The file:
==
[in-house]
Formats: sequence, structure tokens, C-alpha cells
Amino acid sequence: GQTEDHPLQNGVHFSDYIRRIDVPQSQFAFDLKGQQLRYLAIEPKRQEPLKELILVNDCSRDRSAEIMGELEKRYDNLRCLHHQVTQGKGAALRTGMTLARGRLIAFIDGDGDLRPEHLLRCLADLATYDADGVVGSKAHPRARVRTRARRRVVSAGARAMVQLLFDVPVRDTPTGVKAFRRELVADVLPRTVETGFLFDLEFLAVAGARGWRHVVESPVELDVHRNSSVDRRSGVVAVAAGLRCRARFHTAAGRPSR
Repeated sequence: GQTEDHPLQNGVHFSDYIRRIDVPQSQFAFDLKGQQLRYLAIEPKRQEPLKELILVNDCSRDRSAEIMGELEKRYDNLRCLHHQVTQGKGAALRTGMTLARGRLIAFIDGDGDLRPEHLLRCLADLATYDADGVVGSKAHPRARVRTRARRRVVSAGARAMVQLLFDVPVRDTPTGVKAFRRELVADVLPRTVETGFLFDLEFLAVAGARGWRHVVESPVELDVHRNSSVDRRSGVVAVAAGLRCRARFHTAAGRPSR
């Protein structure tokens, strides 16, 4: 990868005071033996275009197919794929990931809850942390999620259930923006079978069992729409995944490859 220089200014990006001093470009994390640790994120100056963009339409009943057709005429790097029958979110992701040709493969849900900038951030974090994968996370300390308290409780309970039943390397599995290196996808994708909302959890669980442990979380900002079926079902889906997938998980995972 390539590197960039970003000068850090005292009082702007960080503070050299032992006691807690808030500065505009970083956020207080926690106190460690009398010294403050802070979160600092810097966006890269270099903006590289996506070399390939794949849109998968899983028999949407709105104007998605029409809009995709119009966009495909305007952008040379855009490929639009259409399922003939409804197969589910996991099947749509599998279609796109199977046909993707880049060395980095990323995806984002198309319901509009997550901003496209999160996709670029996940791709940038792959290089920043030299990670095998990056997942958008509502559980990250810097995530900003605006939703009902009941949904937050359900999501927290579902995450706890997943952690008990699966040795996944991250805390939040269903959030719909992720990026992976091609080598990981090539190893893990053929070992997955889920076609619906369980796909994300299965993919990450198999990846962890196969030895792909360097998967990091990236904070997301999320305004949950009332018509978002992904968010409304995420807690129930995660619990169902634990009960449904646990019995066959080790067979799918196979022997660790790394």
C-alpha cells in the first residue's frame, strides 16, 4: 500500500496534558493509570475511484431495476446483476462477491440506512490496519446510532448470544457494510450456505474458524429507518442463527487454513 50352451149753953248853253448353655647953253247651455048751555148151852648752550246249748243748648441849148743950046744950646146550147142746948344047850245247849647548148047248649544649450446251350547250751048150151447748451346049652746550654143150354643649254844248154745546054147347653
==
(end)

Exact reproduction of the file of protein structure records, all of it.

[in-house]
Formats: sequence, structure tokens, C-alpha cells
Amino acid sequence: GQTEDHPLQNGVHFSDYIRRIDVPQSQFAFDLKGQQLRYLAIEPKRQEPLKELILVNDCSRDRSAEIMGELEKRYDNLRCLHHQVTQGKGAALRTGMTLARGRLIAFIDGDGDLRPEHLLRCLADLATYDADGVVGSKAHPRARVRTRARRRVVSAGARAMVQLLFDVPVRDTPTGVKAFRRELVADVLPRTVETGFLFDLEFLAVAGARGWRHVVESPVELDVHRNSSVDRRSGVVAVAAGLRCRARFHTAAGRPSR
Repeated sequence: GQTEDHPLQNGVHFSDYIRRIDVPQSQFAFDLKGQQLRYLAIEPKRQEPLKELILVNDCSRDRSAEIMGELEKRYDNLRCLHHQVTQGKGAALRTGMTLARGRLIAFIDGDGDLRPEHLLRCLADLATYDADGVVGSKAHPRARVRTRARRRVVSAGARAMVQLLFDVPVRDTPTGVKAFRRELVADVLPRTVETGFLFDLEFLAVAGARGWRHVVESPVELDVHRNSSVDRRSGVVAVAAGLRCRARFHTAAGRPSR
């Protein structure tokens, strides 16, 4: 990868005071033996275009197919794929990931809850942390999620259930923006079978069992729409995944490859 220089200014990006001093470009994390640790994120100056963009339409009943057709005429790097029958979110992701040709493969849900900038951030974090994968996370300390308290409780309970039943390397599995290196996808994708909302959890669980442990979380900002079926079902889906997938998980995972 390539590197960039970003000068850090005292009082702007960080503070050299032992006691807690808030500065505009970083956020207080926690106190460690009398010294403050802070979160600092810097966006890269270099903006590289996506070399390939794949849109998968899983028999949407709105104007998605029409809009995709119009966009495909305007952008040379855009490929639009259409399922003939409804197969589910996991099947749509599998279609796109199977046909993707880049060395980095990323995806984002198309319901509009997550901003496209999160996709670029996940791709940038792959290089920043030299990670095998990056997942958008509502559980990250810097995530900003605006939703009902009941949904937050359900999501927290579902995450706890997943952690008990699966040795996944991250805390939040269903959030719909992720990026992976091609080598990981090539190893893990053929070992997955889920076609619906369980796909994300299965993919990450198999990846962890196969030895792909360097998967990091990236904070997301999320305004949950009332018509978002992904968010409304995420807690129930995660619990169902634990009960449904646990019995066959080790067979799918196979022997660790790394």
C-alpha cells in the first residue's frame, strides 16, 4: 500500500496534558493509570475511484431495476446483476462477491440506512490496519446510532448470544457494510450456505474458524429507518442463527487454513 50352451149753953248853253448353655647953253247651455048751555148151852648752550246249748243748648441849148743950046744950646146550147142746948344047850245247849647548148047248649544649450446251350547250751048150151447748451346049652746550654143150354643649254844248154745546054147347653